The Greater Cambridge City Deal is moving from signature to reality as councillors start to discuss the transport schemes which could be prioritised with new government funding.

The possible schemes to be delivered through the City Deal have already been backed by local people during a public consultation by Cambridgeshire County Council last year on the transport strategy needed to support 44,000 new jobs and 33,000 new homes planned for Cambridge and South Cambridgeshire to 2031.

There is still some work to be done to identify which schemes will be delivered in the first five years of the City Deal and a final decision won’t be taken until January.

To help this decision, Cambridge City, Cambridgeshire County and South Cambridgeshire District councils are looking at a number of the schemes in more detail to see the benefit they could bring to the area. This will in particular focus on how the schemes will drive greater economic growth by connecting research and business centres with each other and with residential areas, and are assessed as deliverable within five years.

Although councillors could choose other projects from the long list, the projects currently being assessed in more detail includes:
- A428 corridor (Cambourne)
o A428 to M11 segregated bus links (est. £13 million)
o A428 route Park & Ride (est. £11.5 million)
o Madingley Road bus priority measures (est. £34.6 million)
o Bourn Airfield/Cambourne busway link (est. £28.8 million)

- A1307 corridor (Haverhill)
o A1307 bus priority measures (est. £36 million)
o Additional Park & Ride capacity (est. 7.2 million)

- Pedestrian and cycle links – City
o Chisholm Trail links – cycle links parallel to the railway line north of Cambridge station (est. £3 million)
o City centre capacity improvements (est. £7.2 million)
o Cross-city cycle improvements (est. 15.5 million)

- Cambridge radial roads – Milton Road/Histon Road
o Histon Road, Cambridge bus priority (est. £4.3 million)
o Milton Road, Cambridge bus priority (est. £23 million)

- Cambridge radial roads – Hills Road
o Project Cambridge, Hills Road – Improvements to Hills Road and Station Road to improve bus, cycle and pedestrian access (est. £25.8 million)

- Western Orbital route around Cambridge to improve bus access (est. £23 million)

- Pedestrian and cycle networks – inter-urban
o Cambridge to Royston cycle link (est. £7.2 million)

The full list of schemes being considered would cost much more than the £100 million funding currently available. The early assessment work will inform the decisions councillors make in January.

As long as certain conditions are met, further tranches of Government funding, potentially totalling up to £400m, will be available.

The innovative City Deal, that could ultimately unlock a £billion investment in the Greater Cambridge area, was signed by Government, Council leaders, Greater Cambridge Greater Peterborough Enterprise Partnership and the University of Cambridge in June, securing millions of pounds of extra money that will be invested in improving transport and facilitating new housing delivery in the Cambridge and South Cambridgeshire area.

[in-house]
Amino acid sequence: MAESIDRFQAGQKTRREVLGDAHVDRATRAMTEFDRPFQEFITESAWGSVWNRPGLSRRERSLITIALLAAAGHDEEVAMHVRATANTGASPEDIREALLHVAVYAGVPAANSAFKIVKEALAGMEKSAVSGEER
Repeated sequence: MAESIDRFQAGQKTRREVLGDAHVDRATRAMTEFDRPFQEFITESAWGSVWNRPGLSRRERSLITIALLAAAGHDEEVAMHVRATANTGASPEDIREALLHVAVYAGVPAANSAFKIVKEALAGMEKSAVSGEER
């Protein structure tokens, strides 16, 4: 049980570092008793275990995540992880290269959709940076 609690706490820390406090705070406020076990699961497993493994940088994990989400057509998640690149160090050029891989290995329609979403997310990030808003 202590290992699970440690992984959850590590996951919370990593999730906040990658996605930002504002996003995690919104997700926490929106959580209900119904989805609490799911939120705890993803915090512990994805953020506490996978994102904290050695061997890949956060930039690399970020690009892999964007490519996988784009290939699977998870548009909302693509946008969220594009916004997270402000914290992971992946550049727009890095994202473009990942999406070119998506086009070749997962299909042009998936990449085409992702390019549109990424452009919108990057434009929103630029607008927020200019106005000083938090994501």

The potential transport schemes to be delivered by the City Deal were discussed at briefings of councillors from Cambridgeshire County Council, Cambridge City Council and South Cambridgeshire District Council in Cambourne last night (Thursday 2 October).

They will now be debated at public committee meetings at all three councils before being presented to the new Greater Cambridge Executive Board early next year. The Board comprises leading councillors from the three local authorities, and will make the final decisions on which projects to fund.

Further public engagement and consultation on the details of each transport scheme will be carried out as they come forward.

Councillor Steve Count, Leader of Cambridgeshire County Council, said: “These initial schemes have come from local people and have been consulted on through our Long term Transport Strategy process. They are designed to help reduce congestion, boost the economy and encourage more people to walk, ride or use public transport. These complement the schemes we have already started or are part of such as the planned improvements to the A14; the delivery of the new Science Park Rail Station and the proposed East-West rail line as well the investments we are making in digital infrastructure through the Connecting Cambridgeshire programme. These, combined with, the schemes proposed for City Deal funding, could ultimately transform the way people, goods and ideas move around Greater Cambridge as well as the whole county and region.”

Councillor Ray Manning, Leader of South Cambridgeshire District Council, said: “To continue our economic success story in this area, which is creating thousands of new jobs, we need to carry on growing. But with growth comes challenges, one of the biggest being transport. Our negotiations with government on the City Deal has unlocked millions of pounds of funding to help us address some of the problems sooner than we might have been able to, and now we need to make sure investment is focussed on what can be delivered quickly and the schemes which will have the greatest benefits for our economy and local people.”

Councillor Lewis Herbert, Leader of Cambridge City Council, said: "Cambridge and Greater Cambridge will only expand to their potential, and we can only share prosperity across our communities, if we prevent our city grinding to a halt. The City Deal is central to preventing gridlock by switching the majority of future journeys to non-car options of buses, cycling and walking.  We want to hear the views of people and businesses across Cambridge and South Cambridgeshire on these draft plans so we can develop the best possible investment plan to minimise congestion and protect our city environment."

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